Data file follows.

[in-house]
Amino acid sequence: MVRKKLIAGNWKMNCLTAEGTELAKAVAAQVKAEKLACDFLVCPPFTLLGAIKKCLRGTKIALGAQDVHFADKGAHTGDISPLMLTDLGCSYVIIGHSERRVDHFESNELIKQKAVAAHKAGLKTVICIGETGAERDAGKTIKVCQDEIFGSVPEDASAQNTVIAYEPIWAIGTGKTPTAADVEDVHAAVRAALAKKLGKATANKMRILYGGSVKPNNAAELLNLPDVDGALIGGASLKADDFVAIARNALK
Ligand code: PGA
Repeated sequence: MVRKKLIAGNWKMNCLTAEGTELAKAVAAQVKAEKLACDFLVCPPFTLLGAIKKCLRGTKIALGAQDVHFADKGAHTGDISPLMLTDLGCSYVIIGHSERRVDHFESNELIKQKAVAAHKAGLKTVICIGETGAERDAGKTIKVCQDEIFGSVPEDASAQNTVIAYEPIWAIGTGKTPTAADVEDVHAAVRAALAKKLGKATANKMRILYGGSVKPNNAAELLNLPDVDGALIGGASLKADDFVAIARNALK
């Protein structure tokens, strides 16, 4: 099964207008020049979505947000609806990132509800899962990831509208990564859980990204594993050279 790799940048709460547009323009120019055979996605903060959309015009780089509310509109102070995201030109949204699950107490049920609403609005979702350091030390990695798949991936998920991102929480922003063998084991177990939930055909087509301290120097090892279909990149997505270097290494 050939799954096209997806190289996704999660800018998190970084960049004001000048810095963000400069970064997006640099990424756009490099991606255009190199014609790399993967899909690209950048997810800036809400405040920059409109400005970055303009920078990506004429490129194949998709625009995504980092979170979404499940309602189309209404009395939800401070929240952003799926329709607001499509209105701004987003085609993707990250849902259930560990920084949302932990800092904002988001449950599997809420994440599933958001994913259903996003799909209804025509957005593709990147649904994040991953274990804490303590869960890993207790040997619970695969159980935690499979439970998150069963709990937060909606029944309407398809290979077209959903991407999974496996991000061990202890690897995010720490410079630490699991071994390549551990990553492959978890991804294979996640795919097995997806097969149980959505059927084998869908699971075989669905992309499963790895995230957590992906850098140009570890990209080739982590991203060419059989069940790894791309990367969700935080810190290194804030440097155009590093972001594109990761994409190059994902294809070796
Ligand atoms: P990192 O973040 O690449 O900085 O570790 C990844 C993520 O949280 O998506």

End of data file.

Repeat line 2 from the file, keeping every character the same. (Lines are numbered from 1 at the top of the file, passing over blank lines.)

Amino acid sequence: MVRKKLIAGNWKMNCLTAEGTELAKAVAAQVKAEKLACDFLVCPPFTLLGAIKKCLRGTKIALGAQDVHFADKGAHTGDISPLMLTDLGCSYVIIGHSERRVDHFESNELIKQKAVAAHKAGLKTVICIGETGAERDAGKTIKVCQDEIFGSVPEDASAQNTVIAYEPIWAIGTGKTPTAADVEDVHAAVRAALAKKLGKATANKMRILYGGSVKPNNAAELLNLPDVDGALIGGASLKADDFVAIARNALK